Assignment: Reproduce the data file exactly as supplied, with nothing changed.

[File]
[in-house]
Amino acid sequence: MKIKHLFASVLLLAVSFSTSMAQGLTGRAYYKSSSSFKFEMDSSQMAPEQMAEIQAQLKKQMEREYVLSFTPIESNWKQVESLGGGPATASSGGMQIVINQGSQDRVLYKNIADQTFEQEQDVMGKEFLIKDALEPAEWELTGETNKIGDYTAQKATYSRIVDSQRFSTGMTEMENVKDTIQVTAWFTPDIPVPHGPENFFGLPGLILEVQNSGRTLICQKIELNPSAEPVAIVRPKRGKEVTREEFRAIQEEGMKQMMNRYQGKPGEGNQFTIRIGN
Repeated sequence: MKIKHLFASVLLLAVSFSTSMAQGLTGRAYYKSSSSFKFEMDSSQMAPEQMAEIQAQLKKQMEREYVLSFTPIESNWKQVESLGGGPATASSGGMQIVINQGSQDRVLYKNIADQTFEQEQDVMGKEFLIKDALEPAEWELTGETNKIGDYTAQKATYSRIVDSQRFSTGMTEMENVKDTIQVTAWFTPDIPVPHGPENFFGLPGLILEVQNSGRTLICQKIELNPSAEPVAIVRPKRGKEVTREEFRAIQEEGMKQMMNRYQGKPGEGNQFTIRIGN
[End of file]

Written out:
[in-house]
Amino acid sequence: MKIKHLFASVLLLAVSFSTSMAQGLTGRAYYKSSSSFKFEMDSSQMAPEQMAEIQAQLKKQMEREYVLSFTPIESNWKQVESLGGGPATASSGGMQIVINQGSQDRVLYKNIADQTFEQEQDVMGKEFLIKDALEPAEWELTGETNKIGDYTAQKATYSRIVDSQRFSTGMTEMENVKDTIQVTAWFTPDIPVPHGPENFFGLPGLILEVQNSGRTLICQKIELNPSAEPVAIVRPKRGKEVTREEFRAIQEEGMKQMMNRYQGKPGEGNQFTIRIGN
Repeated sequence: MKIKHLFASVLLLAVSFSTSMAQGLTGRAYYKSSSSFKFEMDSSQMAPEQMAEIQAQLKKQMEREYVLSFTPIESNWKQVESLGGGPATASSGGMQIVINQGSQDRVLYKNIADQTFEQEQDVMGKEFLIKDALEPAEWELTGETNKIGDYTAQKATYSRIVDSQRFSTGMTEMENVKDTIQVTAWFTPDIPVPHGPENFFGLPGLILEVQNSGRTLICQKIELNPSAEPVAIVRPKRGKEVTREEFRAIQEEGMKQMMNRYQGKPGEGNQFTIRIGN